And then there are the cautionary tales, those that become the ever dreaded “goalie controversy”. How well a goalie plays throughout the year, particularly down the stretch will define a team’s season as good, bad, great or terrible. And sometimes when your starter struggles or gets sidelined by an injury, that opens the door for a back up goalie to take the starter’s job. Let’s take a closer look at some of the goal-tenders from the Canucks most recent history:

Dan Cloutier. No, he didn’t win it all but he played a massive part in turning the team’s culture. Suddenly this team became one to watch with stand out seasons not just from Cloutier but players like Naslund, Bertuzzi, Morrison, and yes those ever humble Sedins. Yes, he didn’t do it on his own, he shared his successes with the team and when things did go wrong, it was often his faults that were highlighted and critics came out in droves.

Roberto Luongo. When he was winning, he could do no wrong and the city loved him; when he lost, everyone turned on him. It seems like everything was amplified when it came to Luongo, whether he was playing well or struggling. It still blows my mind how quickly an entire city will turn on one player. A player that took them to GAME 7 of the Stanley Cup Finals one day and the next was a scapegoat for all the mistakes made in that series and the following few seasons before his eventual trade. Never once did he place the blame on others, he was always the first one to take the blame even when it was not solely on him. How quickly it was forgotten all of the good things he did for the team and instead the focus became the loss of that one game and all the mistakes along the way. After game 7, the remainder of his time in Vancouver, he was almost never given the benefit of the doubt again and instead given a short leash with no room for mistakes. That shortened leash seemed to predict Schneider would be the next goalie in the line, BUT it was not so, and for a brief moment Luongo was back in the spotlight as the starter. The leash was once again cut short, leading coach to not start the “franchise goalie” in the outdoor game which became more of a spectacle than the actual game that took place that day. Cue to the deal that was impossible that suddenly happened in an instant, Luongo was headed back to Florida.

Cory Schneider. The one that got away or so some have thought since he was eventually traded to the New Jersey Devils. Initially many fans were angry that it was Schneider who was traded first and especially about getting a draft pick that became Bo Horvat(who had now become a fan favourite). It’s no secret that I was never Cory’s biggest fan but I’ve never denied his skill. He’s always had undeniable skill and he did make an impact in Vancouver. My only real frustration was the credit he was often given by the fans and media before it was ever earned. If Luongo ever faltered, it was almost always assumed that Schneider must be the answer, but if Schneider made a similar mistake, he was given the benefit of the doubt more often then critiqued.

Eddie Lack. Eddie was from the beginning a hit with the fans and the media. No, he didn’t always win but he ALWAYS had a sense of humour through it all. He always made time for the media and the fans. He can’t be blamed for the debacle that was the “Heritage Classic” when he was given the start over Luongo, that one is on Torts. It became again, a situation where no matter what Luongo had done, it was never enough and once again the back up was thrust into the spotlight by the coach and the fans.

Ryan Miller. Losing both of Schneider & Luongo to trades meant the Canucks needed to add another veteran goal-tender moving forward to help close the gaps. With Ryan Miller, he provided a stability in the crease that often went unappreciated during his tenure with the team. Yes, he had some tough nights as all goalies are prone to, but he also had some great moments that so often he was not credited for when they were happening. No matter the game, or the situation he always gave his best and always stood by his teammates. I’ll never forget him stepping up for Troy Stecher when havoc broke out. It wasn’t until his contract was over and he had signed with Anaheim, that many fans seemed to realize just how much Millsy did for the team.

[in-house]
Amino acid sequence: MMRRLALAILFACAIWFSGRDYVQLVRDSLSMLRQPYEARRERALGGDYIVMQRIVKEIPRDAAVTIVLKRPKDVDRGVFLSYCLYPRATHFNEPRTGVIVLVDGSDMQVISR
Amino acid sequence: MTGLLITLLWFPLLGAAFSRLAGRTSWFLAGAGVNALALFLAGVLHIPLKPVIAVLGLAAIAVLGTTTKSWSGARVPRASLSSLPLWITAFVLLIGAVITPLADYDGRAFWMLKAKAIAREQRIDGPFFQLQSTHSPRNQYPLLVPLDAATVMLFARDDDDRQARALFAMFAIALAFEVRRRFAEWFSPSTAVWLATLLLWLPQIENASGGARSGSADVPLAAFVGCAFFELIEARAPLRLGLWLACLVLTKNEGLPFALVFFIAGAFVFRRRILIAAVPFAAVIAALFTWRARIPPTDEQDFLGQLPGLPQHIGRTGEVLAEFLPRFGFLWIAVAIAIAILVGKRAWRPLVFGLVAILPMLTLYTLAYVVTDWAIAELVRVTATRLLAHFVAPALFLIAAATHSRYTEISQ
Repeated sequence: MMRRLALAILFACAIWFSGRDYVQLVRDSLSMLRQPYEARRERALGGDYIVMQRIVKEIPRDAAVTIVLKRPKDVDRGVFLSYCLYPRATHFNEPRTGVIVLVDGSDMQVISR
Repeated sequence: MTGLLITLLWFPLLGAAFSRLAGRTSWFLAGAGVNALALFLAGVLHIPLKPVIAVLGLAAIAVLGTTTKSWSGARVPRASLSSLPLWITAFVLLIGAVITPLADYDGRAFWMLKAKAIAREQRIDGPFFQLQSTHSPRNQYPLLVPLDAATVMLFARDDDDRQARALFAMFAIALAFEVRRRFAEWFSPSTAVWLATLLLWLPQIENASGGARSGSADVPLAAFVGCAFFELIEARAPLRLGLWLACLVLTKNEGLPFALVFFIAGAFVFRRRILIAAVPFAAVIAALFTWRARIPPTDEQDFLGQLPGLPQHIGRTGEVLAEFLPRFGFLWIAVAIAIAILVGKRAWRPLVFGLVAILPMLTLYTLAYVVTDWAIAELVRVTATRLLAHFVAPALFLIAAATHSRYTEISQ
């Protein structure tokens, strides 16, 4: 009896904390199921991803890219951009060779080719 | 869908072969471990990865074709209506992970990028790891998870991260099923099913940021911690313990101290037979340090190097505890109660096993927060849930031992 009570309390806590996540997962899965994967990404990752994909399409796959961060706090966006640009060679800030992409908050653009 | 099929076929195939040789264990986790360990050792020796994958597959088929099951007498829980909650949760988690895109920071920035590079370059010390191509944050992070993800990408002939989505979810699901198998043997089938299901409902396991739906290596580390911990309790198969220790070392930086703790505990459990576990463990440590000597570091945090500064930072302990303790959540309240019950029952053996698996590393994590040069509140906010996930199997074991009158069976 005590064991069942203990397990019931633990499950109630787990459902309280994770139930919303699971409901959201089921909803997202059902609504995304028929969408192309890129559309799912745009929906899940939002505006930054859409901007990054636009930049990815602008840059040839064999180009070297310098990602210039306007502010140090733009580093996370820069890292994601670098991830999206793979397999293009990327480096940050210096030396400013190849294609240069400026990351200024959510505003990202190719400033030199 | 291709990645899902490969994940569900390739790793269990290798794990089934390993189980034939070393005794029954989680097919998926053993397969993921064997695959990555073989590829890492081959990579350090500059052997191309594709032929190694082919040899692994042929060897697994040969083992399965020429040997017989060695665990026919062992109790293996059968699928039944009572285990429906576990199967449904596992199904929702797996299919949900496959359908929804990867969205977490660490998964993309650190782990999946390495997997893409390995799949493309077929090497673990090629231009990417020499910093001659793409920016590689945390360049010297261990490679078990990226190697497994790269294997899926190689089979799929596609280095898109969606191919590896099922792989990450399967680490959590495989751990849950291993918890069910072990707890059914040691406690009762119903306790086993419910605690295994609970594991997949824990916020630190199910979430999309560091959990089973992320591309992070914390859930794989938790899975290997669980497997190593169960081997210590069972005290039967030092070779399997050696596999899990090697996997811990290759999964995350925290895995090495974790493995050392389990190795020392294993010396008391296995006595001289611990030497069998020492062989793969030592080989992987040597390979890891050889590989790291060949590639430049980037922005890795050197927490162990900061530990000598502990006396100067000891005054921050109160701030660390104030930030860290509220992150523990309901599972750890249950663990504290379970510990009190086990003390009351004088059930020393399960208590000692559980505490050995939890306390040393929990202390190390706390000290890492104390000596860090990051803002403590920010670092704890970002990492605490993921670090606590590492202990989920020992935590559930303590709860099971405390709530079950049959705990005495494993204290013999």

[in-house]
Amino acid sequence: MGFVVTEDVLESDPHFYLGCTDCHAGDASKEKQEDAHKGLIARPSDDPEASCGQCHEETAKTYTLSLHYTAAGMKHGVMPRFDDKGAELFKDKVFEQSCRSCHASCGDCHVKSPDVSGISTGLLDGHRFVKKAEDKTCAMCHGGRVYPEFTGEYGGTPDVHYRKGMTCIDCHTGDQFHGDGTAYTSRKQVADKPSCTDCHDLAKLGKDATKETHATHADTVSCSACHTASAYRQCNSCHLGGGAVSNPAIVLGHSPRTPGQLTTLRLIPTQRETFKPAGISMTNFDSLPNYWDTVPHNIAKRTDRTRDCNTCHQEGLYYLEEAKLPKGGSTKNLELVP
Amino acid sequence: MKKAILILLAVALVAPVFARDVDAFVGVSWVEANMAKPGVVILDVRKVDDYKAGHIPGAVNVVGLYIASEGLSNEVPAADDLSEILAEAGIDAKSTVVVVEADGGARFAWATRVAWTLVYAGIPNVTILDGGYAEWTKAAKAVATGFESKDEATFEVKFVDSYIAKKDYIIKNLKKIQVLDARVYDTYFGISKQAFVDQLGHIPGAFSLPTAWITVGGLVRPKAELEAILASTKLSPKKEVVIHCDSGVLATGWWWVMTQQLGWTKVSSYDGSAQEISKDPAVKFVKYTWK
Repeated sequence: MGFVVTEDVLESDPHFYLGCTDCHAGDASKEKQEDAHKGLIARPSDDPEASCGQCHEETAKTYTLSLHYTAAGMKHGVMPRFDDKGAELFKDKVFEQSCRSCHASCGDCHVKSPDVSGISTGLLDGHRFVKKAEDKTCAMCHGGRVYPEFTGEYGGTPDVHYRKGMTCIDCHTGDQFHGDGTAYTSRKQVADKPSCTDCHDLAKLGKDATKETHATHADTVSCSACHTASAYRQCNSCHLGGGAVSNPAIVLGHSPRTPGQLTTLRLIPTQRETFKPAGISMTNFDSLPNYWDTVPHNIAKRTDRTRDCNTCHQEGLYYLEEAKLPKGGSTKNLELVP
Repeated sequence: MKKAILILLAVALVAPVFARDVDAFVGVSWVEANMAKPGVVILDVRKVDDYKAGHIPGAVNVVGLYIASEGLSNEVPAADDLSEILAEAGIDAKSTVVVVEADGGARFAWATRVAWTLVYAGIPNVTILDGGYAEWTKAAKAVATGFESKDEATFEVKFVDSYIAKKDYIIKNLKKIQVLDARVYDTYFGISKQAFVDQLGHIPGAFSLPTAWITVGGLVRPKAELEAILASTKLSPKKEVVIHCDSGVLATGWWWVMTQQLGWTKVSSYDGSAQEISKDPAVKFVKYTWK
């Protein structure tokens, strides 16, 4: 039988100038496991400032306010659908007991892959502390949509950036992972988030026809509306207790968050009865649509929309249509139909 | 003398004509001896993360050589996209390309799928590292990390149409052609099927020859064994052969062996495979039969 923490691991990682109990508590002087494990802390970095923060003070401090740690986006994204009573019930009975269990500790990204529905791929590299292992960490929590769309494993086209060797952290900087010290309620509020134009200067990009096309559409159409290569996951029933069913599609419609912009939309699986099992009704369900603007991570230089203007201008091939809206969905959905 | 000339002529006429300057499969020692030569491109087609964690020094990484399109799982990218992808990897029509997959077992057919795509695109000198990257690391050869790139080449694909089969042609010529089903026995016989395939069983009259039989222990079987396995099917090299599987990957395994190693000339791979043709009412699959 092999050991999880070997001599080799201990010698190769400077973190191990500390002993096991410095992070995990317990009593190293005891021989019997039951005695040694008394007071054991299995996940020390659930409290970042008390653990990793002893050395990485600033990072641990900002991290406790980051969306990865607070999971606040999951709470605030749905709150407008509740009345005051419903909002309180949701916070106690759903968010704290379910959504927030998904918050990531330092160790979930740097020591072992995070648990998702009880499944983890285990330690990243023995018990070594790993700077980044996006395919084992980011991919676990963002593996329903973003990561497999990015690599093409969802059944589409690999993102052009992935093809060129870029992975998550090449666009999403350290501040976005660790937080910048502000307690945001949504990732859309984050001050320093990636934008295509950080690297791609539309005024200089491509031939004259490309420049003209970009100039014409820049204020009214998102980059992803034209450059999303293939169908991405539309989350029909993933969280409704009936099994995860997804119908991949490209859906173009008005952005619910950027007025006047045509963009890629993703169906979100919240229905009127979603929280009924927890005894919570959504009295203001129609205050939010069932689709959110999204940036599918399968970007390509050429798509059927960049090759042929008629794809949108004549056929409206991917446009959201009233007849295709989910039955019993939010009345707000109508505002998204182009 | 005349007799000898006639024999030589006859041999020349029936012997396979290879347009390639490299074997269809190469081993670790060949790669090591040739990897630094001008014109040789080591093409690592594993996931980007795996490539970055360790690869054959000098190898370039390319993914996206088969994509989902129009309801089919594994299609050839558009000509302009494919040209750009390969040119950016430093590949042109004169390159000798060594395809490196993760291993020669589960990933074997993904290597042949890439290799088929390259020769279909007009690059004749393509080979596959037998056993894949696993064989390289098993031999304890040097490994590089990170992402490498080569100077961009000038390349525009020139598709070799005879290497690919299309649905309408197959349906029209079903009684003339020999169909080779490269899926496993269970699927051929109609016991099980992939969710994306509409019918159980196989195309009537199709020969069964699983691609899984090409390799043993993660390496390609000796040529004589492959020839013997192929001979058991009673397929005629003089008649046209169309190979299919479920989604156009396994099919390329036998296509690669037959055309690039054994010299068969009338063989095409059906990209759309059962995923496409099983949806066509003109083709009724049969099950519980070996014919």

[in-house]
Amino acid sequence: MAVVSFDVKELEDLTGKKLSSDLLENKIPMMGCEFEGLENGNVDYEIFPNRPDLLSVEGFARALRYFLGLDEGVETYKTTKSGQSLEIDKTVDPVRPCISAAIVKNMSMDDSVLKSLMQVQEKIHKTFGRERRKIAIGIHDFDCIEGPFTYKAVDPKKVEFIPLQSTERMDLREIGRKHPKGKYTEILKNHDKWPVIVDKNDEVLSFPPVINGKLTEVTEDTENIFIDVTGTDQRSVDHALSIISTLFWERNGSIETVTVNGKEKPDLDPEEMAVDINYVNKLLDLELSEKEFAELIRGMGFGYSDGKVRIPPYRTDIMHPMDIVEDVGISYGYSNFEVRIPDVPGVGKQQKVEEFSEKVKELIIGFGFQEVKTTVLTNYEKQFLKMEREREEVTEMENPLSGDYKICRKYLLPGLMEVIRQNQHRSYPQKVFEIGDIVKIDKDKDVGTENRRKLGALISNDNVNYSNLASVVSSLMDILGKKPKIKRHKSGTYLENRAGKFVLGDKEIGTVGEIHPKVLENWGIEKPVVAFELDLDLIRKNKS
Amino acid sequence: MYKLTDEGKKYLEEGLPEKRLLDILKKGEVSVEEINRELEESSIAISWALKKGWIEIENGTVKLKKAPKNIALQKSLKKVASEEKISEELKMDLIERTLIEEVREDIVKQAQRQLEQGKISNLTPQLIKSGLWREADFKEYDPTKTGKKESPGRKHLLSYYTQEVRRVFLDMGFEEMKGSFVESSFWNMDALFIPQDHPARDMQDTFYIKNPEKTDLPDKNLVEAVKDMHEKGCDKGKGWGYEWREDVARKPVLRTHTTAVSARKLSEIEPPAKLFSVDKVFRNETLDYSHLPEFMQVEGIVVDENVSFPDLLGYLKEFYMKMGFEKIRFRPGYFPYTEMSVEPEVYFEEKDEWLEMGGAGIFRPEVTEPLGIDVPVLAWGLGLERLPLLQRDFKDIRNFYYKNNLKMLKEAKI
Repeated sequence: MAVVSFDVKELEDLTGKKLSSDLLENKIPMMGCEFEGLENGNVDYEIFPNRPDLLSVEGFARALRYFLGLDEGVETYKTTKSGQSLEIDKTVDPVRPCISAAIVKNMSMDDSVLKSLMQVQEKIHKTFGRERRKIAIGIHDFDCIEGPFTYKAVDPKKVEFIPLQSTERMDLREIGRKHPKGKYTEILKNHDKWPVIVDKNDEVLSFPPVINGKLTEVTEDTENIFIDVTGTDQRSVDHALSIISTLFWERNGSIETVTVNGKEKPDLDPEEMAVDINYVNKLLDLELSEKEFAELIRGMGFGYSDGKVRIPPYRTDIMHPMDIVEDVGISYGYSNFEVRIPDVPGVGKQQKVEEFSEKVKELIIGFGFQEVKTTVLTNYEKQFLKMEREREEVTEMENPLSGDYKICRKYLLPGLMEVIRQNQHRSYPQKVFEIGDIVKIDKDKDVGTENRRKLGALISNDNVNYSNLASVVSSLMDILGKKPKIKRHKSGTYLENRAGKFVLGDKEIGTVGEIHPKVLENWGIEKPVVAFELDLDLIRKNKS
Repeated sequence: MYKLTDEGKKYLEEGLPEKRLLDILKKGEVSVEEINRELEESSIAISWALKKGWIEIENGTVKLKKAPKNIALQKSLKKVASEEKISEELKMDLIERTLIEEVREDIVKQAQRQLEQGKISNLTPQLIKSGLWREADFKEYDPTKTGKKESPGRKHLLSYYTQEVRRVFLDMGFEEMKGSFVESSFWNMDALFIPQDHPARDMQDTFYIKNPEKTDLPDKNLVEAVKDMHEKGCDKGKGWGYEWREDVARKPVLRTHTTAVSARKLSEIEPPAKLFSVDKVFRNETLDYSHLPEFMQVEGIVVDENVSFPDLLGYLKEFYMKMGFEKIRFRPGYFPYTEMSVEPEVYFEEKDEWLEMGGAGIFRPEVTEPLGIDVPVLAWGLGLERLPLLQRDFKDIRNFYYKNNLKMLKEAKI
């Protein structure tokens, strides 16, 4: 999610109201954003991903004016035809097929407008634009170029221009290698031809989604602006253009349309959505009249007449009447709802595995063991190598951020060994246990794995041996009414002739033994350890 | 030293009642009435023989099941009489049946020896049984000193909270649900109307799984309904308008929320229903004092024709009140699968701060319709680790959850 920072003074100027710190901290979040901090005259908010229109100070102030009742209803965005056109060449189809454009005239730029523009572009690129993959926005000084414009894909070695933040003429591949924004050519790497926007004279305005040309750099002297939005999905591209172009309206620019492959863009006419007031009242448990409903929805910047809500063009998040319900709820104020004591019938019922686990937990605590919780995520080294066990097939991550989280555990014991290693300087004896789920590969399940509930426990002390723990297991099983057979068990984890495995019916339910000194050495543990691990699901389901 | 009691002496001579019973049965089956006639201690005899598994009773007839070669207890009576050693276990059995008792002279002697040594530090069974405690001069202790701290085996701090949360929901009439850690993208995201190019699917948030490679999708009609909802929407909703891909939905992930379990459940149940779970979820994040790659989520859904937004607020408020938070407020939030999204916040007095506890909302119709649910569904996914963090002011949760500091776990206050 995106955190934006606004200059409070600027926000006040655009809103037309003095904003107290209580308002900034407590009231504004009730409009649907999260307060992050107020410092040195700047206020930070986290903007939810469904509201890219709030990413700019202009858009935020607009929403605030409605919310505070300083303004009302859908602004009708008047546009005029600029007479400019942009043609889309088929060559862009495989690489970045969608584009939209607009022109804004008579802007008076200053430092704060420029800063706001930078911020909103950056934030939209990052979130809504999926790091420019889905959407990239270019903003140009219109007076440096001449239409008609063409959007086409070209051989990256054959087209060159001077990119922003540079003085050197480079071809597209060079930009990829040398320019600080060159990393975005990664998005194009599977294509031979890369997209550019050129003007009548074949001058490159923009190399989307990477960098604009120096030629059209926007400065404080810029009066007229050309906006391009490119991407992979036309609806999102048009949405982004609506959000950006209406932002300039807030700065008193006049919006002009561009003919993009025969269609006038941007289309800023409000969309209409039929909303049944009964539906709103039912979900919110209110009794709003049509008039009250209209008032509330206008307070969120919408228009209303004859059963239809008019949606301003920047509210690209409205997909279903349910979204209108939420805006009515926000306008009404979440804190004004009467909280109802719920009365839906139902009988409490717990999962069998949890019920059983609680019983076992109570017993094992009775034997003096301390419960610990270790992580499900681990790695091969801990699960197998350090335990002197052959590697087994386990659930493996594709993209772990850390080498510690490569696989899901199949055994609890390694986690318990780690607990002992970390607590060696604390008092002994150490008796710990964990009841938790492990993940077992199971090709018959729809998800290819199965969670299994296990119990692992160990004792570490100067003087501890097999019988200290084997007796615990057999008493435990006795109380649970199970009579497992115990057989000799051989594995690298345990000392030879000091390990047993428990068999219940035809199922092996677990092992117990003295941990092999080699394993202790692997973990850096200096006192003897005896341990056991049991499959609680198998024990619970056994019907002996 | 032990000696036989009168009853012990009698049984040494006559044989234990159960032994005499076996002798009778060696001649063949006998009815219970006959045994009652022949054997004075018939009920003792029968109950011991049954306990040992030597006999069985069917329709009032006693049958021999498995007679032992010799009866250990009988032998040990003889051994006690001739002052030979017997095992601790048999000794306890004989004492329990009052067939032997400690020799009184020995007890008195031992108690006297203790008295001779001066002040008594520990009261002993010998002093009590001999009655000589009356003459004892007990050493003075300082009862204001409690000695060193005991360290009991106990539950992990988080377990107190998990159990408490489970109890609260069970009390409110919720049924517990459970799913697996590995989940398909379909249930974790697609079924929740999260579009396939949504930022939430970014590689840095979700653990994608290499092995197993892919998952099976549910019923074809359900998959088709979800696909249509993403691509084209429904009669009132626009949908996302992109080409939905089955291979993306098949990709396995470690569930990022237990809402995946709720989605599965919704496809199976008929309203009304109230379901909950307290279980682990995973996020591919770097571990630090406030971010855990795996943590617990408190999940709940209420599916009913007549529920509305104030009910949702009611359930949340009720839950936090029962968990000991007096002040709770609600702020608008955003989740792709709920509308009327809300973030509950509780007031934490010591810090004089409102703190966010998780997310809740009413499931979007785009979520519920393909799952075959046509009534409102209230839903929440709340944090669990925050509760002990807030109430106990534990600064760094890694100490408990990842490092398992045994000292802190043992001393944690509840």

Jacob Markstrom the goalie that could be, the one the Canucks received in the deal that sent Luongo back to Florida. It was a tough situation to come into, but he never complained, was simply grateful for the opportunity. With Lack and Miller set to be the duo in Vancouver, Markstrom spent his first full season with the Canucks in Utica having a season to remember. He led the Comets to AHL Calder Cup finals. The last two seasons, he has spent backing up/splitting games with Miller and being a pillar with the community. This upcoming season he will share the crease with Anders Nilsson as both get a chance to become bonafide NHL starters. The duo will also provide depth that allows Thatcher Demko another year further developing his game.

Thatcher Demko. A beacon of hope for the future. An impeccable college record, a solid first season in the pros with the Canucks affiliate team: the Utica Comets.

As the story goes, time always tells how each will prevail over their individual careers. As the story goes, the fans will love their goalies when things go well and be quick with honesty when things go south. Ah yes, the goalie conundrum, one of the oldest stories in the book.

As always, until next time, nuck said.

Sarah E.L.

True Blue 2017 (Part Four)

It’s summer or more accurately the NHL’s off-season and you know what that means at NUCKSAID! It’s time once again, for True Blue and to put the spot light on you, Canucks fans. This year, it’ll be a little different than my past summer series. No questionnaire, but a more free form in which you can share whatever you’d like about your hockey/Canucks fandom, or focus on just one moment in particular in the team’s history(recent or from the past) that really shaped how you view this game or an experience with other fans that influence your view of the game now or really it’s up to you what you’d like to say. If you’d like to be featured/share the story of your hockey fandom or the moment that’s shaped how you view the game, send me an e-mail to: nucksaid@gmail.com & we will set it up!